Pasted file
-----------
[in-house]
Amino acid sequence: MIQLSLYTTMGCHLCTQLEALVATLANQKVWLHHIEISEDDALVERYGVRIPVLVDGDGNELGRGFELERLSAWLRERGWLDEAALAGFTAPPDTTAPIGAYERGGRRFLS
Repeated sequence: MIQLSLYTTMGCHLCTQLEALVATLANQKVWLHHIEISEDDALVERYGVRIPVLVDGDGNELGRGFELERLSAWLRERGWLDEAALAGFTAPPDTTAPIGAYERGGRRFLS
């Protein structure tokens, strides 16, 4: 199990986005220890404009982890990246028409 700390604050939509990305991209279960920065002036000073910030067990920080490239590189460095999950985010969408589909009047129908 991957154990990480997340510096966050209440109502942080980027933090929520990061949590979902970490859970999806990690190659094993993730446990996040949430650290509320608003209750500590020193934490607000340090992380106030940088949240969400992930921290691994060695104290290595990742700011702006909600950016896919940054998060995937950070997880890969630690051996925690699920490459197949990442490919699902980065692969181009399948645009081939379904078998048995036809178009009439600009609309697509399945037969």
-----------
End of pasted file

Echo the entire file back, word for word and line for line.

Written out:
[in-house]
Amino acid sequence: MIQLSLYTTMGCHLCTQLEALVATLANQKVWLHHIEISEDDALVERYGVRIPVLVDGDGNELGRGFELERLSAWLRERGWLDEAALAGFTAPPDTTAPIGAYERGGRRFLS
Repeated sequence: MIQLSLYTTMGCHLCTQLEALVATLANQKVWLHHIEISEDDALVERYGVRIPVLVDGDGNELGRGFELERLSAWLRERGWLDEAALAGFTAPPDTTAPIGAYERGGRRFLS
């Protein structure tokens, strides 16, 4: 199990986005220890404009982890990246028409 700390604050939509990305991209279960920065002036000073910030067990920080490239590189460095999950985010969408589909009047129908 991957154990990480997340510096966050209440109502942080980027933090929520990061949590979902970490859970999806990690190659094993993730446990996040949430650290509320608003209750500590020193934490607000340090992380106030940088949240969400992930921290691994060695104290290595990742700011702006909600950016896919940054998060995937950070997880890969630690051996925690699920490459197949990442490919699902980065692969181009399948645009081939379904078998048995036809178009009439600009609309697509399945037969």